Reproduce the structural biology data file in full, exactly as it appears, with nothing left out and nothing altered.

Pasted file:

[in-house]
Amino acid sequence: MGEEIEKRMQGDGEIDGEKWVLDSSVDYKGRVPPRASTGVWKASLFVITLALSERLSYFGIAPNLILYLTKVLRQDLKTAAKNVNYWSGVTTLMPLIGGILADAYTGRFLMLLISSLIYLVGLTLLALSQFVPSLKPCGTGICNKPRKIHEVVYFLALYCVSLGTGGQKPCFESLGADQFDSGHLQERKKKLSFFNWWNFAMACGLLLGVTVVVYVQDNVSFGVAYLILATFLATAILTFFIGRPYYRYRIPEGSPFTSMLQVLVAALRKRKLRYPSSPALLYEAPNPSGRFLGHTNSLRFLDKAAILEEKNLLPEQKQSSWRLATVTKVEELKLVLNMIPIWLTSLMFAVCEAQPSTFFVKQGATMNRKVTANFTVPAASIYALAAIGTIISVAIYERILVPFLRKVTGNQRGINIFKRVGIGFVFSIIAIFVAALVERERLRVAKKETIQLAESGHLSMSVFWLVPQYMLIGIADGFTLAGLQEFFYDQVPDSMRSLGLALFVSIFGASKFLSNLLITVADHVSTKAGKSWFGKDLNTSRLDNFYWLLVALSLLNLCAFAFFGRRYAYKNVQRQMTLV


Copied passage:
[in-house]
Amino acid sequence: MGEEIEKRMQGDGEIDGEKWVLDSSVDYKGRVPPRASTGVWKASLFVITLALSERLSYFGIAPNLILYLTKVLRQDLKTAAKNVNYWSGVTTLMPLIGGILADAYTGRFLMLLISSLIYLVGLTLLALSQFVPSLKPCGTGICNKPRKIHEVVYFLALYCVSLGTGGQKPCFESLGADQFDSGHLQERKKKLSFFNWWNFAMACGLLLGVTVVVYVQDNVSFGVAYLILATFLATAILTFFIGRPYYRYRIPEGSPFTSMLQVLVAALRKRKLRYPSSPALLYEAPNPSGRFLGHTNSLRFLDKAAILEEKNLLPEQKQSSWRLATVTKVEELKLVLNMIPIWLTSLMFAVCEAQPSTFFVKQGATMNRKVTANFTVPAASIYALAAIGTIISVAIYERILVPFLRKVTGNQRGINIFKRVGIGFVFSIIAIFVAALVERERLRVAKKETIQLAESGHLSMSVFWLVPQYMLIGIADGFTLAGLQEFFYDQVPDSMRSLGLALFVSIFGASKFLSNLLITVADHVSTKAGKSWFGKDLNTSRLDNFYWLLVALSLLNLCAFAFFGRRYAYKNVQRQMTLV